Really?

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Postby Amykr » Sun Dec 09, 2012 6:59 pm

when I originally was trained I was not taught how to measure heads. But I read and learned how to do it. It is much a matter of motivation of the employee as the employer. If you take the time to read and learn you will be successful even if you do not have the best trainer.
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Postby somnolencia » Sun Dec 09, 2012 10:25 pm

I was the same way. When I started, I didn't even know about the 10-20 system - someone showed me with their fingers that you put C3 "about right here". But the more info I got my hands on, the more I wanted to know and wanted to do things right for my patients, my profession, and for myself. They didn't have schools then, but there is enough good, solid information out there that if you really want to master concepts and become very proficient in this field, nothing can stop you but yourself. Plus, now there is just more info out there. Oh, how I wish I had been watching this forum all these years!!!
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sigh

Postby TexasSleepguy » Mon Dec 10, 2012 6:35 pm

Sleep sure has changed in the training. When I was being trained we had to do an internship in Neurology with the Physicians. no practical schools for polysomnography so it was hands on. The Physicians were brutal. They would stop you in a hallway and drill you on cps, filters, medications, cranial facial disorders and why it was important...etc
I am glad that we went through that type of training and miss the strictness of the filed.
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Postby RPSGT88athome » Mon Dec 10, 2012 9:54 pm

TexasSleepguy,

It certainly was more strict. In training [after being hired in my first sleep job] we were running and scoring paper records and doing statistics with a pencil, paper and calculator. When the interpreting physician would find something he did not like or that he felt was scored or calculated wrong, he would send the 900 page PSG back and tell us to re-score it. But he would not say what was wrong with it. We had to figure that out ourselves.

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Postby TexasSleepguy » Mon Dec 10, 2012 10:57 pm

RPSGT88athome wrote:TexasSleepguy,

It certainly was more strict. In training [after being hired in my first sleep job] we were running and scoring paper records and doing statistics with a pencil, paper and calculator. When the interpreting physician would find something he did not like or that he felt was scored or calculated wrong, he would send the 900 page PSG back and tell us to re-score it. But he would not say what was wrong with it. We had to figure that out ourselves.

RPSGT88


...it was on the border of mental/emotional abuse. This did force us to learn our job and know what we were talking about. There have been times when I have shown an applicant a few epochs of a sleep study and asked them what they were seeing. The reply was stage 2. I then asked why is it stage 2? Answer: because it looks like stage 2..wow.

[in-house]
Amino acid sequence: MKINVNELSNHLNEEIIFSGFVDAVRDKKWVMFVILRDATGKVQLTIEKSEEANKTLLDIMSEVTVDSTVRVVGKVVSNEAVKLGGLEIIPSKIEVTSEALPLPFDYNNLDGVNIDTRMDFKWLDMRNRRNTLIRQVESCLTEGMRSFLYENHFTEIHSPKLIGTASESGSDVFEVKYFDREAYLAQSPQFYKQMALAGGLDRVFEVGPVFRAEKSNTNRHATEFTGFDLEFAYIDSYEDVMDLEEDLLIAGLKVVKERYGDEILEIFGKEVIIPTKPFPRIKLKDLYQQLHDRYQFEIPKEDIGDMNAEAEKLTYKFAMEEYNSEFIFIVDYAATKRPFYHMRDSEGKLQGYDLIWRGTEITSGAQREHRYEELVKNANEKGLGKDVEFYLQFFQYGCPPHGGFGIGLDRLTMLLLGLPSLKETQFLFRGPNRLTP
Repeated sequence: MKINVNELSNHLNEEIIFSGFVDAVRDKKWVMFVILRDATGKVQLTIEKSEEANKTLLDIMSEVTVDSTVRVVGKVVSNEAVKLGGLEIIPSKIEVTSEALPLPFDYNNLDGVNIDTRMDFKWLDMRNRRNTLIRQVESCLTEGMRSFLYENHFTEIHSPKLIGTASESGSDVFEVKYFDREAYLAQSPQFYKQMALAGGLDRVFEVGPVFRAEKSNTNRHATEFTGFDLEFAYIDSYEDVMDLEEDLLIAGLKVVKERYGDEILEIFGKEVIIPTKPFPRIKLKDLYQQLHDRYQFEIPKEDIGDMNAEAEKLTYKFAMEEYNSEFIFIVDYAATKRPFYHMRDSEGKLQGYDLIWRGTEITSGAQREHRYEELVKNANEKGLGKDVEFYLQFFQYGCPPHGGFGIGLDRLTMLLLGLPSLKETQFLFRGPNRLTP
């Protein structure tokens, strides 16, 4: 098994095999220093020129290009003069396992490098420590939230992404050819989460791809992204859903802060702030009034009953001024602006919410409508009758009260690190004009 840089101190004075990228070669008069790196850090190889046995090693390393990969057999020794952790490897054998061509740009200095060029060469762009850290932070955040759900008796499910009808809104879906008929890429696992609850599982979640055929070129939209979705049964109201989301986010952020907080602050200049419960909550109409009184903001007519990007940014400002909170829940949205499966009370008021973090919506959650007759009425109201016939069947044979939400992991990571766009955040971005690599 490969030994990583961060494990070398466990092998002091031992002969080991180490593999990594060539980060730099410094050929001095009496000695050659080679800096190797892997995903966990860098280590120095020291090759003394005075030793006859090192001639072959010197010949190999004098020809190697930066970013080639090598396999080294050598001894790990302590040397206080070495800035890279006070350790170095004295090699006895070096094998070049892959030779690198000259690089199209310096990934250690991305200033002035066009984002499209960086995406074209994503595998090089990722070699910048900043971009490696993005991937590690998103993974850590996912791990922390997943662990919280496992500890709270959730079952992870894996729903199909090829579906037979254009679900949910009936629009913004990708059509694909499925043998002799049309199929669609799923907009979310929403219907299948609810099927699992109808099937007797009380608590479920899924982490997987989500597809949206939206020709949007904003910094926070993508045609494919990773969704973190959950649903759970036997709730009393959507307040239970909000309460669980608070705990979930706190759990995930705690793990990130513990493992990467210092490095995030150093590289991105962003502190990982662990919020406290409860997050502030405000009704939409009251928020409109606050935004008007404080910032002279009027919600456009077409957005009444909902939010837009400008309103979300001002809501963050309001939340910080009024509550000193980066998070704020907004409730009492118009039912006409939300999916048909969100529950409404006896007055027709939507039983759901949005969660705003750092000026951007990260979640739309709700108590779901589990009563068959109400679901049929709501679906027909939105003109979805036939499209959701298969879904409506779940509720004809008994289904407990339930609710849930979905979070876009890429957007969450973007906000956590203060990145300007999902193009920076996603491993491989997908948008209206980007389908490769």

Facing the current and up and coming Healthcare reform we are going to have to be at the top of our game to remain employed Re-read those books once again get familiar with sleep and the art of polysomnography, button up, button down and starch those lab coats. Comb your hair, shave and get ready for just about anything.
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Postby Jpeck » Wed Jan 02, 2013 11:28 pm

All sleep techs are crazy. The trick is to find one that is functionally crazy.

I have over ten years experience and I don't mark heads. But I claim to. I know how to. I'll do it if some one is watching me. I'll work any day of the week, I don't care. My wages are competitive, I am not greedy.

BUT NO MAPLE SYRUP IN THE LAB EVER. I can't see it, can't smell it I don't want it anywhere near me. If I come in to the lab and see maple syrup- I will quit with out notice.

Just saying.
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crazy

Postby izzy » Thu Jan 03, 2013 2:18 am

I wish that I could offer you a job. Ypur humor is the best. I get it with the syrup- but the techs that eat peanuts in the lab all night and leave all of the shells on the floor suck. too bad we have lost so many patients to HST.
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Postby K-sey Complex » Sun Jan 13, 2013 8:04 pm

Rwh520 wrote:I finished the A-Step modules and currently procrastinating sending off my CPSGT application to my companies headquarters to sign me off the x amount of hours I've worked (450ish hours)?


You need to be trained not to procrastinate? Your employer is not responsible for your piss poor attitude.
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Postby KendallStation » Mon Jan 28, 2013 9:35 am

Its amazing the variety of labs and applicants, what some people get used to. I agree, you should be professional regardless of the your situation ... be the exception.

I moved out west with an AAS and people were pretty stoked about it, mostly because they don't have many programs out in the PNW (or are just starting to).

Others sneer and pull the "we never had sleep school, I learned OTJ, etc and literally ask me what a TCM is when I ask why the lab doesn't have one. Well either way there is quite a range. I've always tried to kiss some butt @ interviews....

And mark your damn heads guys.
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